A fictionalized account of the first major successful sexual harassment case in the United States, Jenson vs. Eveleth Mines, where a woman who endured a range of abuse while working as a miner filed and won the landmark 1984 lawsuit.
From the roaring 1920s to the ruinous Spanish Civil War and Adolf Hitler's rise into power, the lives of an Irish schoolteacher, a provocative heiress and her Spanish muse are intricately interlaced, sharing the same destiny and passion.
Libby Day was only eight years old when her family was brutally murdered in their rural Kansas farmhouse. Almost thirty years later, she reluctantly agrees to revisit the crime and uncovers the wrenching truths that led up to that tragic night.
The story of Shell, a girl who lives with her father Pete in a remote gas station in the Scottish Highlands, in their struggle against the elements and the impossible love they feel during the last winter that she will be in that place.
1989. Josey Aimes takes her two kids, Sammy and Karen, and leaves her abusive husband Wayne, to return to her northern Minnesota home town. On a chance meeting with her old friend Glory Dodge who works as a driver and union rep at the mine operated by Pearson Taconite and Steel, Josey decides to work at the mine as well, work that is dominated by men in number and in tone. She does so to be able to stand on her own two feet for the first time in her life, something she probably could not have done if she remained in a job washing hair at a beauty salon. Working at the mine does not sit well with her father, Hank Aimes, who also works at the mine and who, like the other male workers, believes she is taking a job away from a man. Hank has believed that all Josey's problems are of her own doing, ever since she, unmarried, had Sammy while she was still in high school. Josey has always stated that she does not know who Sammy's biological father is, which fosters Hank's attitude about her. ...Written by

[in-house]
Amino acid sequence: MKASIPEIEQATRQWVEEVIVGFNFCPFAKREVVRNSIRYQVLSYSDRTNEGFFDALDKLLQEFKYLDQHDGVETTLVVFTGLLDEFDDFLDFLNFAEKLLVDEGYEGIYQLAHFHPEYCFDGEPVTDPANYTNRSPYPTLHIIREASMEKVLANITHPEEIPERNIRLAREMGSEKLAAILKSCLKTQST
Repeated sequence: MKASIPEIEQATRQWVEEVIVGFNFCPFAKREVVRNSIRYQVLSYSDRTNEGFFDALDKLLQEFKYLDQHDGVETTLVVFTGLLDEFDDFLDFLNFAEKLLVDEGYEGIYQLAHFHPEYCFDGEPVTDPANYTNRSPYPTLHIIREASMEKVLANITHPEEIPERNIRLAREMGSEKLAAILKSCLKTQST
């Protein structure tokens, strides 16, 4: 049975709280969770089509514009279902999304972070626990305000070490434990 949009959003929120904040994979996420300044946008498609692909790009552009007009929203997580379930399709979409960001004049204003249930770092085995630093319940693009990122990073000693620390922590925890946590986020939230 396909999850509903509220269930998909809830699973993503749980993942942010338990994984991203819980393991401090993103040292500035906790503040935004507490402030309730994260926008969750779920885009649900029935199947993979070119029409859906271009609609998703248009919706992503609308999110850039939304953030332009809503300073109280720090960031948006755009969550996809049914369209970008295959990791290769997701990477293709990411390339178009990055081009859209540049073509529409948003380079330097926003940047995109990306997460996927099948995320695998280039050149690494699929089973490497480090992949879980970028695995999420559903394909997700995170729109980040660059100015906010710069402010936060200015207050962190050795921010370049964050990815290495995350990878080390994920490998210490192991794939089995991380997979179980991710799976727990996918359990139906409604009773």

Lady, you sit in your nice house, clean floors, your bottled water, your flowers on Valentine's Day, and you think you're tough? Wear my shoes. Tell me tough. Work a day in the pit, tell me tough.
I'm sure we're all sufficiently impressed, Mrs. Aimes.
There's no "Mrs." here.
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This is the kind of drama that breaks your heart over and over again without a moment to recover. It's NOT an easy film to watch. But that's what makes North Country so extraordinary. Charlize Theron plays Josey Aimes, a young mother who leaves her abusive husband and returns to her hometown to start a new life and support herself and her two kids. Almost immediately, we learn that this is a woman who has been judged, criticized, and ostracized and called a "whore" ever since she became pregnant in high school. Josey takes a job at the local mine because it's the best paying job she can find, and she's determined to give her kids a comfortable life. She and her female co-workers are reminded every day how unwanted and unwelcome they are at the mine. They are physically, verbally, mentally, and sexually abused on a daily basis. After being physically attacked and threatened, Josey quits and starts to fight back by suing the company for sexual harassment.
I was finally pushed over the "tears threshold" when Josey's dad stands up at the miners' union meeting and defends his daughter for the first time in her life. After that, I was sobbing on and off for the entire duration of the film. While the entire cast is perfect, I believe the Best Supporting Actress Nomination must go to Frances McDormand who injects some much-needed comic relief into this bleak-but-brave story. Movies about rape and abuse are never easy to watch, but North Country is such an important story to hear. We as women need to be reminded that women before us suffered and fought for what we take for granted today.
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